The next time you find yourself worried about the robot apocalypse, remember that after years of development this little robot couldn’t even fold laundry.
For the past few years at the Consumer Electronics Show, the Seven Dreamers booth has always managed to draw a large crowd for demos of its laundry folding robot: the Laundroid. And why shouldn’t it? An automaton that saves you from one of the most monotonous household chores? It sounds too good to be true, and it apparently was, as today the company filed for bankruptcy in Japan.
Robots have traditionally had a hard time breaking into domestic servitude. They can effectively vacuum floors, mop tiles, and even mow the lawn, but tend to fare poorly for other tasks like home security, or simple companionship. Seven Dreamers made quite a few lofty promises about the capabilities of its Laundroid robot, which was about the size of a refrigerator, limiting who could actually have one in their home. Using image recognition, artificial intelligence, and dextrous handling mechanisms, the Laundroid was supposedly able to both fold and organize a pile of clean laundry, leaving you with pre-sorted piles you could just toss in a drawer.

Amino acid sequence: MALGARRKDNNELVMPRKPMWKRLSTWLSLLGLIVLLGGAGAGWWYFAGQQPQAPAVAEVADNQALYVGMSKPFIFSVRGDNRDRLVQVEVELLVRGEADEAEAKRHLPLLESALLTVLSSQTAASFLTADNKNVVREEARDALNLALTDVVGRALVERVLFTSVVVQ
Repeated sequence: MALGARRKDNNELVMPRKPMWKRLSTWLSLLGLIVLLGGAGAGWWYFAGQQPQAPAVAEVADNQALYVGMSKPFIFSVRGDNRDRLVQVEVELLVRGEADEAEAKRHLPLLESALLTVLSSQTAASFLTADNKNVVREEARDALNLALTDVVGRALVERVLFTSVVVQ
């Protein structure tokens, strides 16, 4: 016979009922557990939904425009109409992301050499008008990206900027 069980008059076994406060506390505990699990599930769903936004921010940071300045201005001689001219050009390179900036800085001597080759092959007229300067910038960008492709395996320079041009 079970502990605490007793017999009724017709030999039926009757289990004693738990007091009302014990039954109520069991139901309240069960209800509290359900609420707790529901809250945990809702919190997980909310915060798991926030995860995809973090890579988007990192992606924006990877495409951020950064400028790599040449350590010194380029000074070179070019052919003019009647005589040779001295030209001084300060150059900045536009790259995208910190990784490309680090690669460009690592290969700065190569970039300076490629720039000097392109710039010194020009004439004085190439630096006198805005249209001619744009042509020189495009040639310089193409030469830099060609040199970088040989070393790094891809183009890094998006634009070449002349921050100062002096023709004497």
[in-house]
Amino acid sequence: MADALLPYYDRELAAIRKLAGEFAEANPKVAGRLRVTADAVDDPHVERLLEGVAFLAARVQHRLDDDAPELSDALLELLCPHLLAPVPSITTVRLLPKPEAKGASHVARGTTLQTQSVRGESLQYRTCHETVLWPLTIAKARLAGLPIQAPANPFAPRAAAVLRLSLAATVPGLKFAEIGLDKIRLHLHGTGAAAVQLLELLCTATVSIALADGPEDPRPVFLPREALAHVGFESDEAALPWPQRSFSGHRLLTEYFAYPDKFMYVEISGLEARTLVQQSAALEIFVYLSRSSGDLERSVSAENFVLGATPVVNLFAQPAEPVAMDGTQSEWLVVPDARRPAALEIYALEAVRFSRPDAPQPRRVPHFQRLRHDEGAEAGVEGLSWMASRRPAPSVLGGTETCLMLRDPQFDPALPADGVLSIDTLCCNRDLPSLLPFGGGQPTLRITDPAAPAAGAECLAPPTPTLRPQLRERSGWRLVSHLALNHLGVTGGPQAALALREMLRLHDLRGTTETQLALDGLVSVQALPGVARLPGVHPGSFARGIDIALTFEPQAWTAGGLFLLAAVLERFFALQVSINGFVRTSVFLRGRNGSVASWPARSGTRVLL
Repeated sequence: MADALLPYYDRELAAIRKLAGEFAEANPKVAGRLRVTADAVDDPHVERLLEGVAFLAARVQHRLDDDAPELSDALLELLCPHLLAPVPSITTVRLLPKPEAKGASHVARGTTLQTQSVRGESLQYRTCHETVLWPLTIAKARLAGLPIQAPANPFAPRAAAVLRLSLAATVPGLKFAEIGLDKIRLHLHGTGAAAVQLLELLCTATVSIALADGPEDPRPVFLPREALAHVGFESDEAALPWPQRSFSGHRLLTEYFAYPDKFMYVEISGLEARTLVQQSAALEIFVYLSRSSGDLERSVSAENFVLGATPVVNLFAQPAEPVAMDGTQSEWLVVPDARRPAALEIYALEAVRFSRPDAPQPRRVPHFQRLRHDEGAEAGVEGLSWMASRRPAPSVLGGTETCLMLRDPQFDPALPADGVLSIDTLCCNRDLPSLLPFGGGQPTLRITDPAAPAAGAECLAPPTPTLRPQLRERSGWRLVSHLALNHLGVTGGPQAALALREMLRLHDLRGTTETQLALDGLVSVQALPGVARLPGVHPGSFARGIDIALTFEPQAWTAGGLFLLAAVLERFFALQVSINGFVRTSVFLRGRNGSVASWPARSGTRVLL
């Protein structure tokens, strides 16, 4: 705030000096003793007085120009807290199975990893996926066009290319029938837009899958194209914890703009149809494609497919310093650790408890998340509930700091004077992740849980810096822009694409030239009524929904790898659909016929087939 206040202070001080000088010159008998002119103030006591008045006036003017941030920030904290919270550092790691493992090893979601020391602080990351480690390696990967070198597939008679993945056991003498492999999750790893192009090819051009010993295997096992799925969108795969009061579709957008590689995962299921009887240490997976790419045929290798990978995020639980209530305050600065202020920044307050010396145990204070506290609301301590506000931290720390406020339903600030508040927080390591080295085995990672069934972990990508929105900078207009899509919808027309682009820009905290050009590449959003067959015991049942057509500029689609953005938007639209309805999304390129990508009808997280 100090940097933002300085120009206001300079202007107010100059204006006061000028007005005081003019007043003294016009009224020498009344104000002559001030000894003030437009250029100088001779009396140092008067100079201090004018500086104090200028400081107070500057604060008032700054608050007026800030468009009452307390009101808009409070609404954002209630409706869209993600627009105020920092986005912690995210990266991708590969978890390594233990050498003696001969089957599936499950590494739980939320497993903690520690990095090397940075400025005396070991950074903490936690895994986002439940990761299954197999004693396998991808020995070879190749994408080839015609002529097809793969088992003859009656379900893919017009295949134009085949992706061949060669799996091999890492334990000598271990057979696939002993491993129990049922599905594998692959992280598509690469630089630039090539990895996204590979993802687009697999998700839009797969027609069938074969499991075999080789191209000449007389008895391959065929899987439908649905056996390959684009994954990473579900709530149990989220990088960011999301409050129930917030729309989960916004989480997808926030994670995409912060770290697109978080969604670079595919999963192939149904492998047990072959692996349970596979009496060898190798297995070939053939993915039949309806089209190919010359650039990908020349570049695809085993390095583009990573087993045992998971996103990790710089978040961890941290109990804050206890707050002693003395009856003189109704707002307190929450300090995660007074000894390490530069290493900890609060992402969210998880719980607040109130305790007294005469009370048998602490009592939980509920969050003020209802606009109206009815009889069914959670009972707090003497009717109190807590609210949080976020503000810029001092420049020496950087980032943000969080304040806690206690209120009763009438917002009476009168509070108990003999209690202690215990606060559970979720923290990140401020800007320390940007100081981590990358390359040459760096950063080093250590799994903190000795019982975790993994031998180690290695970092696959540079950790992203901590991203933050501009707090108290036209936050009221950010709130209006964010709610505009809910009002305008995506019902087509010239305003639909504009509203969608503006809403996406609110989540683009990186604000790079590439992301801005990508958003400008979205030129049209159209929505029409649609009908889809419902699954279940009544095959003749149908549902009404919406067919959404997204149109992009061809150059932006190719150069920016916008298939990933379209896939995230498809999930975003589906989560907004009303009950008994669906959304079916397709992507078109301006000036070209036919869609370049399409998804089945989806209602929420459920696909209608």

It all sounds like a killer product, but in reality, the machine struggled with folding even basic garments and required clean clothing to be pre-prepped, leaving users to still do at least part of the work. You couldn’t just open the dryer, and toss clothing directly into the Laundroid. As a result, Seven Dreamers managed to rack up a little over $20 million in debt owed to some 200 creditors while it struggled to perfect the robot over the past few years. Even more optimistic than the Laundroid’s capabilities was the company’s promise that it would actually ship sometime this year for around $1,000. If you’ve been holding off on doing laundry until you could buy one, unfortunately, it’s time to stop flipping your undies inside-out and just find a laundromat.